One of the remarkable things Isaiah 58 does is pack a suitcase for ladies leaving Tutwiler and the Montgomery facility. So many women leaving the facilities have burned bridges with their families and leave prison with no support. Their families also might be unable to provide hygienic items or clothes for them. They may have already spent what savings they had on legal fees.

Isaiah 58 was founded about nine years ago by Traci Martin, a former missionary chaplain at Tutwiler. Green said the Lord revealed to Martin that as she talked to the ladies, she found a great need to help them start over. So she went through the necessary channels to receive permission to assist the ladies with clothing and hygiene products.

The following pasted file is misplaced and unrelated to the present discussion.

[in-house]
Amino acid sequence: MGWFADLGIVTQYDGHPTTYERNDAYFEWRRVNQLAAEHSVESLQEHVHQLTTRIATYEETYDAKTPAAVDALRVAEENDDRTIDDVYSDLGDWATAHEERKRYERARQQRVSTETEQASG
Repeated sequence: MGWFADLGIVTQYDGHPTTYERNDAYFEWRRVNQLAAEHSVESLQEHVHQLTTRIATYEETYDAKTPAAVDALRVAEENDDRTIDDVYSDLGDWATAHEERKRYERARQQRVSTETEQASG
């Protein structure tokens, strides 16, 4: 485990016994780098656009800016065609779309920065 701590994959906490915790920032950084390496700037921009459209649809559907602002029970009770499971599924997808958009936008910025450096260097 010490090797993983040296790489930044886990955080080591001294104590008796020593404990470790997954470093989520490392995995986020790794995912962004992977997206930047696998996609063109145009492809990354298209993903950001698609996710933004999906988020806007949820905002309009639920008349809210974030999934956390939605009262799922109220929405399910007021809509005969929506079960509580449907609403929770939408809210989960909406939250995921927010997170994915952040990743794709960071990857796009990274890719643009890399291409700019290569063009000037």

Eventually, permission was granted to bring luggage to the prison for women being released, and today, suitcases sit filled with personal needs for women as they reenter society. Often, Green said, women would receive a pair of men’s pants and a men’s golf shirt. Not only is it uncomfortable, but most often, it never fits.

The women receive applications for the clothing, detailing their size preference and the style of apparel needed: scrubs, casual wear, and professional clothing.

“We had a lady go into prison with diabetes and who ended up losing both legs while in prison,” Green said. “We helped get her shorter dresses so the material wouldn’t get caught in her wheelchair wheels.”

Women from churches all over Central Alabama help the ministry and those at Santuck.
“It has been an awesome experience to work with these ladies and see how imaginative they are,” Green said of the different church volunteers donating items. For example, one church held a “delicates” party, where women were asked to bring undergarments to an event for entry, which were later donated to Isaiah 58 Ministry.